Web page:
As anyone who watches “The Curse of Oak Island” on TV can tell you, digging for lost treasure is a slow and tedious process. There’s a lot more digging involved than there is finding the searched-for prize. And that’s precisely what several members of the Payne Sesquicentennial committee and other curious residents of the village found out last week.

This weekend, Sept. 10-11, Payne will celebrate its 150th anniversary celebration. But there’s a partially unsolved mystery in the village, one that is drawing interest from current and former residents across the United States, a mystery that could potentially draw dozens of curious onlookers to the village.

In 1872, the village of Malottville was plotted on the present site of Payne. Ten years later, dignitaries and concerned citizens who lived in the area filed a petition to have the name changed from Malottville to Payne. The village was incorporated on Aug. 29, 1883.

In 1972, a three-day event was held, sponsored by the Payne Chamber of Commerce, to commemorate the village’s one-hundredth anniversary and to help fund the creation of the Payne Community Park. A year earlier, Roger Gerber, a local farmer who was president of the Chamber at that time, thought it would be a good idea for the village to have a park. Chamber members agreed and started a fund-raising campaign, receiving $120,000 in funds from a government grant. “But we had to match the grant money,” said Jim Hooker, former Payne resident and a member of the sesquicentennial committee. “And so, in the late ‘70s, the park was deeded to the village. We used that as our matching money.”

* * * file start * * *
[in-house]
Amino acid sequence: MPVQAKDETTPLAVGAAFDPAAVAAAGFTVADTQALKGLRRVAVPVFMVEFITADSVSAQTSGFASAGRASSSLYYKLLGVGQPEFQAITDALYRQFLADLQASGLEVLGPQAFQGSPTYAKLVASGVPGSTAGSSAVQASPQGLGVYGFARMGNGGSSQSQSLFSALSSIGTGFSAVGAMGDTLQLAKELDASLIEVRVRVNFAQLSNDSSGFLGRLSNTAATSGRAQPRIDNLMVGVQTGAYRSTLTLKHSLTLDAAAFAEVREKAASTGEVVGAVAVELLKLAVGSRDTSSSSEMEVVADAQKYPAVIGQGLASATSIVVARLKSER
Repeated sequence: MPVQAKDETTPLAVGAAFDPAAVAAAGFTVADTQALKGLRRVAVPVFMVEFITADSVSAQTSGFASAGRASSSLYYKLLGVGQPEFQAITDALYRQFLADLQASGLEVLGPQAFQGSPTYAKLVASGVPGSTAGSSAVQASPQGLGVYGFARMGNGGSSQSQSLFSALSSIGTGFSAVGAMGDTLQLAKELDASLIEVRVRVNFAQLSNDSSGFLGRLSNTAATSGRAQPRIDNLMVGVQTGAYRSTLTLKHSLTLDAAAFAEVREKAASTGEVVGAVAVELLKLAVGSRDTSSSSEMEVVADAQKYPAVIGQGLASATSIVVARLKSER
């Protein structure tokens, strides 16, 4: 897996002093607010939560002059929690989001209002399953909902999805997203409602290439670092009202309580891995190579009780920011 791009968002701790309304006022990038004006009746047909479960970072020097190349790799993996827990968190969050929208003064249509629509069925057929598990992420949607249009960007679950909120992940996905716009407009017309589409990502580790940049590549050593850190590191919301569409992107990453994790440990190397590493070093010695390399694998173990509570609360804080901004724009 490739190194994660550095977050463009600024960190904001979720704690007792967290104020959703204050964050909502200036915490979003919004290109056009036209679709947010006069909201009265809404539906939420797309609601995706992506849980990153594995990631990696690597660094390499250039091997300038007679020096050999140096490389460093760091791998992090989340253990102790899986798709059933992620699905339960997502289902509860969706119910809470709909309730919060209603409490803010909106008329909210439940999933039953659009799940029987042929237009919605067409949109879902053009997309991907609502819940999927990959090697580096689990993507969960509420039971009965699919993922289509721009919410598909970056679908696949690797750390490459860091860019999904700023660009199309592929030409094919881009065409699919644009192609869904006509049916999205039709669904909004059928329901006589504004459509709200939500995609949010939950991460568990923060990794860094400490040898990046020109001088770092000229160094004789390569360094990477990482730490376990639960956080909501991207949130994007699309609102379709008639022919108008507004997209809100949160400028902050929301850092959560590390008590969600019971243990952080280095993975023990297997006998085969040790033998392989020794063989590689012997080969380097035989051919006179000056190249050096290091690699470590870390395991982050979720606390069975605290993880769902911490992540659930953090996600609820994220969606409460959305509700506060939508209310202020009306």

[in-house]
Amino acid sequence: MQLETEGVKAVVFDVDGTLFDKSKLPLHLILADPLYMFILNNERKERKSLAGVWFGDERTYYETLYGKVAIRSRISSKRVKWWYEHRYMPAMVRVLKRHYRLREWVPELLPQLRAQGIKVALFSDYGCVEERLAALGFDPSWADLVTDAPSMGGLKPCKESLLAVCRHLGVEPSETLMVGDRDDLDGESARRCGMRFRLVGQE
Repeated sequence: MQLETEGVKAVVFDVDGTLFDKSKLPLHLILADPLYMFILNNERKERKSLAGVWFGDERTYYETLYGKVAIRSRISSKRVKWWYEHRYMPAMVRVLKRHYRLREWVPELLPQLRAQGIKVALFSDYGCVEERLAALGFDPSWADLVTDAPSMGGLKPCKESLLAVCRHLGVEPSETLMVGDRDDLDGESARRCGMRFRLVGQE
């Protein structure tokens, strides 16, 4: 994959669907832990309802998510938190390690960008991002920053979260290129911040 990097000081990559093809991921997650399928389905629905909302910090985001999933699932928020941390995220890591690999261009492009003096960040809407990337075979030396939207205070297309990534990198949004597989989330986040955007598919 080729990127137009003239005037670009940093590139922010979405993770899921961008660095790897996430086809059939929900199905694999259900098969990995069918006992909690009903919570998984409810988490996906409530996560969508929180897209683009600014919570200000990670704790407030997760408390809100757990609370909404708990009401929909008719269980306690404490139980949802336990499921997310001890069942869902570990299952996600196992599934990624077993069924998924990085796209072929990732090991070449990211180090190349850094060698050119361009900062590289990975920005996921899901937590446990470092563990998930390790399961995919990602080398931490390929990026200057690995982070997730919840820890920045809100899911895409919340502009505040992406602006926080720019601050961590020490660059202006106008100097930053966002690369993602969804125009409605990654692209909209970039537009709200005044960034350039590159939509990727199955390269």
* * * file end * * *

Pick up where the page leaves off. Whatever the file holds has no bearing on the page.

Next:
“Building the park was a labor of love for the Chamber,” said Chad Benschneider, another member of the sesquicentennial committee. “The pond at the back of the park was dug by C.C. Benschneider, my XXX. (Adam – I think it was his grandfather but am still waiting to hear back from him.) It’s in the shape of the state of Ohio. The park was definitely a community effort so they named it Payne Community Park.”

As part of the celebration in 1972, townsfolk dressed in period-correct clothing – the women and girls wore long calico dresses and bonnets, the men dressed in black pants, white shirts, suspenders and top hats. Most of them had been growing beards for several weeks prior to the celebration. The highlight of the event was the burying of a time capsule and straight-razor somewhere near the base of the flagpole in the park and designated with a limestone marker. “The razor was the emblem of the “Brothers of the Brush” the group of men who didn’t shave during the celebration,” said Jim. “They decided to bury a symbolic razor during the ceremonies. It was transported from uptown to the park in a hand-made miniature wooden coffin and carried on a mule-drawn wagon driven by Jim Overmyer. The razor was buried here at the park and a marker was placed that read, “Here lies Brother of the Brush, “Razor,” Payne Centennial, 1872-1972. We believe the time capsule was buried at the same time.”